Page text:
For Audrey Dunshee, the fact that she is now a high school graduate has not completely sunk in, at least not yet.

For Audrey Dunshee, the fact that she is now a high school graduate has not completely sunk in, at least not yet.

“I am not really sure how I feel,” said the Truman High School graduate. “I mean I am excited, I just don’t really understand what is happening right now. It is hard for me to imagine. I am a high school graduate.”

The Truman High School class of 2010 included 369 graduates who received their diplomas Sunday at the Community of Christ Auditorium. There are 41 students who graduated in the top 10 percent of the class, wearing gold honor cords to signify the honor. There were also five Bright Flight Scholars. These students received at least a 31 on the ACT exam.

The class received more than $2.5 million in scholarships. The Board of Education Scholarship Awards, given to the top 1 percent of the graduating class, were awarded to Dillon Amaya, Kassidy Ritchel, Taryn Nash, Brianna McKay and Holley Lewis.

“We all truly appreciate the love and support we have been given,” Lewis said. “The past 13 years have been filled with joy, sorrow and hope.”

Amaya recognized the elementary teachers, saying it was these educators that began the class of 2010’s road to success. He said as his classmates move on, he believes it is important to hang onto that innocence of youth that began in kindergarten.

“You are an adult almost your whole lives, but you are only a child for a few precious years,” he said. “We must enter adulthood with confidence and courage, always remembering the words of Walt Disney, ‘adults are only kids grown up.’”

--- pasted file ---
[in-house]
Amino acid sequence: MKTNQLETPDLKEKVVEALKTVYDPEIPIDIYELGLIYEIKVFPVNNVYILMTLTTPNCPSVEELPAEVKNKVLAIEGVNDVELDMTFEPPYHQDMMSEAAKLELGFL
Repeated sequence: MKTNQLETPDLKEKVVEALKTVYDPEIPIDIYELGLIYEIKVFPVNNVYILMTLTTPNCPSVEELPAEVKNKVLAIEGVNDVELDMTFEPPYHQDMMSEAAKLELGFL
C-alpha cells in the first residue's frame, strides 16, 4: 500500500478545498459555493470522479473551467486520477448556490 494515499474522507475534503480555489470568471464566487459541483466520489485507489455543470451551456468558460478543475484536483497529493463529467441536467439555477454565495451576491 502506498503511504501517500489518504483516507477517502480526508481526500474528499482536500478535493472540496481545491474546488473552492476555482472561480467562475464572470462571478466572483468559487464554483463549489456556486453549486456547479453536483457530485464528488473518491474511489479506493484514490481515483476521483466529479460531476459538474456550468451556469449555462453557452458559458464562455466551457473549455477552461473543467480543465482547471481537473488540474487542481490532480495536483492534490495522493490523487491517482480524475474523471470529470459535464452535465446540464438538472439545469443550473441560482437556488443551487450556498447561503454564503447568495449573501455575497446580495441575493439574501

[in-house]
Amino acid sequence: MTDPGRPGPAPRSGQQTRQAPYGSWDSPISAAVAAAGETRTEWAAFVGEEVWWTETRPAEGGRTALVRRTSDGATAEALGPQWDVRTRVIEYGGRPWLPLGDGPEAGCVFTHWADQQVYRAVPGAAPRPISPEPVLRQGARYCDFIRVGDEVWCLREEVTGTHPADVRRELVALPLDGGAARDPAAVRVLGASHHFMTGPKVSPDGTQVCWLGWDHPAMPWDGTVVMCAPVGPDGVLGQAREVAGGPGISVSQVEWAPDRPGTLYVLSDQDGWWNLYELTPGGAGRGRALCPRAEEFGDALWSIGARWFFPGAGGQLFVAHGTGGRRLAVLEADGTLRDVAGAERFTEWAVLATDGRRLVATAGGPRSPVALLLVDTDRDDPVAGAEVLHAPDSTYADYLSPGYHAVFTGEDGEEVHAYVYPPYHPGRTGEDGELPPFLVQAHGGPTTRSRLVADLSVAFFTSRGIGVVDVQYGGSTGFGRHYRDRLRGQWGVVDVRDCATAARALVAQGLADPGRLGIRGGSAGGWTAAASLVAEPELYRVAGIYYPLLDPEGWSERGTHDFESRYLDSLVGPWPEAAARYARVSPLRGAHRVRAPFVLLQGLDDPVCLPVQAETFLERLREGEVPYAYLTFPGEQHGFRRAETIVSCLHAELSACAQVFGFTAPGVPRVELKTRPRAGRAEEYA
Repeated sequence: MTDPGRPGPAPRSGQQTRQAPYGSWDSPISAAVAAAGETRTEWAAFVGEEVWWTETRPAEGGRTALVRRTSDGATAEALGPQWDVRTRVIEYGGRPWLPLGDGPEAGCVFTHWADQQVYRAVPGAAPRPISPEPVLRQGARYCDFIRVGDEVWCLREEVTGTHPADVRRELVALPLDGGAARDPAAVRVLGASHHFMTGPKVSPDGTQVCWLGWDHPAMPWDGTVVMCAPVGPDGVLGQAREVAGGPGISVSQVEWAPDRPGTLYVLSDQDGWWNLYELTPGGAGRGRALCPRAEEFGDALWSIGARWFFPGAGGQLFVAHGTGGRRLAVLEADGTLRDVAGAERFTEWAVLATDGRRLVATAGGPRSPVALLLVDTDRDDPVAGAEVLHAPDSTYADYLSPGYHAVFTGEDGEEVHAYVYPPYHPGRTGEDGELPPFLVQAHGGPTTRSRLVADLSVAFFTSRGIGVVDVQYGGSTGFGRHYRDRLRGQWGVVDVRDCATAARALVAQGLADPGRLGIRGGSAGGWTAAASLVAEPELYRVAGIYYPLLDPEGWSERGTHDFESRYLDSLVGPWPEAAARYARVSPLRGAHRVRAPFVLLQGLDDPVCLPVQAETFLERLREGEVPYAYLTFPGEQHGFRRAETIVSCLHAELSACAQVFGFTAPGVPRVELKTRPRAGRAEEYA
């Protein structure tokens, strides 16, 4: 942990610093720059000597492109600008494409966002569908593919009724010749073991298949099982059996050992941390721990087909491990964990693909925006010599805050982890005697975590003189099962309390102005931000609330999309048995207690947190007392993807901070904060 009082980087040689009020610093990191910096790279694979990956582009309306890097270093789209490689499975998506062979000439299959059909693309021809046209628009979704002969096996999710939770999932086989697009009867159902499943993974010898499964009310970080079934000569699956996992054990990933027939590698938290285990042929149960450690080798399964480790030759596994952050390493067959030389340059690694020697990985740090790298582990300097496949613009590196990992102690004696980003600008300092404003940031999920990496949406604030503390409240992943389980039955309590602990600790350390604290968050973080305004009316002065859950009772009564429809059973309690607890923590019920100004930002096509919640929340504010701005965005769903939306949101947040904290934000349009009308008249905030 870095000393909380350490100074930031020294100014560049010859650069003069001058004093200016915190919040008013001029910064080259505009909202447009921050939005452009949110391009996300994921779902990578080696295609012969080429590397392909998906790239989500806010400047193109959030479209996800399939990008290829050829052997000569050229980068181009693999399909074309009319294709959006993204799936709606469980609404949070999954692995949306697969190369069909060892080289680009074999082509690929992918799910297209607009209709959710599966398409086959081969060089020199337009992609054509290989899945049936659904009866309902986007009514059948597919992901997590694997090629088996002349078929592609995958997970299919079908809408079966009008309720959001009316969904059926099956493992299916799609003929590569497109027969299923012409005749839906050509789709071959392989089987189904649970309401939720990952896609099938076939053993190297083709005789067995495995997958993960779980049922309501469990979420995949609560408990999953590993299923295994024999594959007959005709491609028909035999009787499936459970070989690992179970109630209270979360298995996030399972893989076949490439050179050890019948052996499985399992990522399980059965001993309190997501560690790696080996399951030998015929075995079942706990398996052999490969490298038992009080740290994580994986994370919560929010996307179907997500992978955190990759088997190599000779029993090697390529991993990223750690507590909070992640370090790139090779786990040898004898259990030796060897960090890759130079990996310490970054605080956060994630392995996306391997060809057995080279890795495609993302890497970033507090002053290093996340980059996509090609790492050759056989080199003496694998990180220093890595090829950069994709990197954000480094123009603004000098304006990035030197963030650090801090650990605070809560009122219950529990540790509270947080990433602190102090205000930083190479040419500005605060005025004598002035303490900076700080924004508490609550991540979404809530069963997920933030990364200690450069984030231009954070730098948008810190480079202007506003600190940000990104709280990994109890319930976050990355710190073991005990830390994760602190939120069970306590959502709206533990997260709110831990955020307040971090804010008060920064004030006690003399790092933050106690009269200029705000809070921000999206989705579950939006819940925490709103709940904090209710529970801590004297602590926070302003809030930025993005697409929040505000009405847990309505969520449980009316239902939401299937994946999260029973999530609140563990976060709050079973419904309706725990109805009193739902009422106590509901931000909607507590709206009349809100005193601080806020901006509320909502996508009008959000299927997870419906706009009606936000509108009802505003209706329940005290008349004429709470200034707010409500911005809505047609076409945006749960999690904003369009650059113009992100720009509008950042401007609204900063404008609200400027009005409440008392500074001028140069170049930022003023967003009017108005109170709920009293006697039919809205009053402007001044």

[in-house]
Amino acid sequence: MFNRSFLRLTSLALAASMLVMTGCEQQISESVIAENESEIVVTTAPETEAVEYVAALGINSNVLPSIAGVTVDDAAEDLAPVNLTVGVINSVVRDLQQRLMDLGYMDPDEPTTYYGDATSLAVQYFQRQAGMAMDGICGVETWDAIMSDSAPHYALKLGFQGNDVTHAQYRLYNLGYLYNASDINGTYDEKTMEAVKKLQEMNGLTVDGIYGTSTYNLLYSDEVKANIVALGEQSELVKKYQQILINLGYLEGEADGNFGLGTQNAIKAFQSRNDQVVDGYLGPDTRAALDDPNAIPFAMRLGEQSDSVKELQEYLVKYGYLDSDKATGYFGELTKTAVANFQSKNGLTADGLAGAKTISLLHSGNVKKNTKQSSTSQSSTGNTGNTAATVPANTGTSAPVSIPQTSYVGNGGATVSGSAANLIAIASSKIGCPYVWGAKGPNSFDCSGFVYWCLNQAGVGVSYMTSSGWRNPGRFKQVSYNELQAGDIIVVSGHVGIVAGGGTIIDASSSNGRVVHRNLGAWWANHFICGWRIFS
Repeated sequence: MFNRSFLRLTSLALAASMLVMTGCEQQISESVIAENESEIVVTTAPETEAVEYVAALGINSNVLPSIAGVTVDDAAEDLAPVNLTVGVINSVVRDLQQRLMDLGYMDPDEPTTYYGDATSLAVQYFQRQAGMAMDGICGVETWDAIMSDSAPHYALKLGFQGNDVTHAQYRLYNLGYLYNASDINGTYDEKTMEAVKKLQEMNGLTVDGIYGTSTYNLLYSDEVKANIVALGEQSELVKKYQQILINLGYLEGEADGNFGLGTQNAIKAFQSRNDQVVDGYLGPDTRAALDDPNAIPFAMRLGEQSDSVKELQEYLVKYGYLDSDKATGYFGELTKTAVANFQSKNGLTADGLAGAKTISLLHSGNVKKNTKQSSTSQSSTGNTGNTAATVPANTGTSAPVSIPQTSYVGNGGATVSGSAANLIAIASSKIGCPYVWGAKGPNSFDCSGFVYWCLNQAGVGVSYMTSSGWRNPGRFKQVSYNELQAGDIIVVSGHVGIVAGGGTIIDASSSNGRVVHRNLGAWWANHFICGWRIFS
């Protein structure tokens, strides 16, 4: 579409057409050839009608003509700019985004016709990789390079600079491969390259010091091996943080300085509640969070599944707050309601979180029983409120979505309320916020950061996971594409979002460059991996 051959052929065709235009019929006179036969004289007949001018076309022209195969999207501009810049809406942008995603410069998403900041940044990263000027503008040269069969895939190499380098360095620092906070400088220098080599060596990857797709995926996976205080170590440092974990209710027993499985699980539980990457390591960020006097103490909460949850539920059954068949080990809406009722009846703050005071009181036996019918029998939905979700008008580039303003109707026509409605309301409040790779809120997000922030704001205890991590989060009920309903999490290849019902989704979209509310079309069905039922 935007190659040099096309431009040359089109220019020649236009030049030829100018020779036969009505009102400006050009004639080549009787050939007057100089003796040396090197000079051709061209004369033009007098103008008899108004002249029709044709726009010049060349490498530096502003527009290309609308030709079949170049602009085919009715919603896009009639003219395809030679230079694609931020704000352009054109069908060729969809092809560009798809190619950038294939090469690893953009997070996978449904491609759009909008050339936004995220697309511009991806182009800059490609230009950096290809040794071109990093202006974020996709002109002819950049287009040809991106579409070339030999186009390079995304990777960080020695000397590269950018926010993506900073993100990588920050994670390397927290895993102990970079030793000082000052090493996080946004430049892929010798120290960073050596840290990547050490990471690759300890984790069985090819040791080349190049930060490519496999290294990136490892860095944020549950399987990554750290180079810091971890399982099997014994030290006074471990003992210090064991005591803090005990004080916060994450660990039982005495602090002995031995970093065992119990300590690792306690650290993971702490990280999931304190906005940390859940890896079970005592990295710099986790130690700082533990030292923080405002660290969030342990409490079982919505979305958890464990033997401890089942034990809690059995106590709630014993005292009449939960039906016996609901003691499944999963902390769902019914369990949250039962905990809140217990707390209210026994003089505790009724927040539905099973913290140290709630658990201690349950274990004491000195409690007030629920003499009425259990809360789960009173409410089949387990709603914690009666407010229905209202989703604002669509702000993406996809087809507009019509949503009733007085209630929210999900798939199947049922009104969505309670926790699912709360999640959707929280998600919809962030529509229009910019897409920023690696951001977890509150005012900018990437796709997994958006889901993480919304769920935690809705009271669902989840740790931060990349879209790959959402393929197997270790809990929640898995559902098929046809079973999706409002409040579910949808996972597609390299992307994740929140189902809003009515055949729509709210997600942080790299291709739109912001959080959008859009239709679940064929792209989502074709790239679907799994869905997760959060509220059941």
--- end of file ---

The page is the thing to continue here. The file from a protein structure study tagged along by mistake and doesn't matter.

Ritchel said as she reflects on not only the past, but the present and future, she has realized the people that she leans on are her family. However, she said the definition of family means much more now.

“Our family supports us as we end one journey and start another one,” she said. “But no longer is a family just people you are related to. It is the people that are there through the struggles and achievements in every day life. Here, our family sits, the class of 2010.”

Nash said she learned quickly that although she and the rest of her classmates craved individuality, they were part of something much larger.

“We have worked to create a community where we support, motivate and care for each other,” she said. “Through hard work and perseverance academically, we sit here as Patriots. Our time is here, the lessons we have learned have marked as Patriots.”

Graduate Crystal Daniel said she is nervous, excited and a little sad about leaving high school. She plans to attend MCC-Blue River next fall.

“I am going to miss all of my friends and teachers,” she said. “Some of them (teachers) have really helped me to get to know what I want to do with my life. They have helped direct me in the direction they feel I should go.”

Graduate Joey Hanaway said he will miss high school because of how “easy it was.” He said he doubts the real world will be the same. He plans to attend MCC-Blue River with the hopes of studying accounting.

“I am going to miss my German class. We were together for four years, so we were really close,” he said. “I will definitely miss seeing everyone every day.”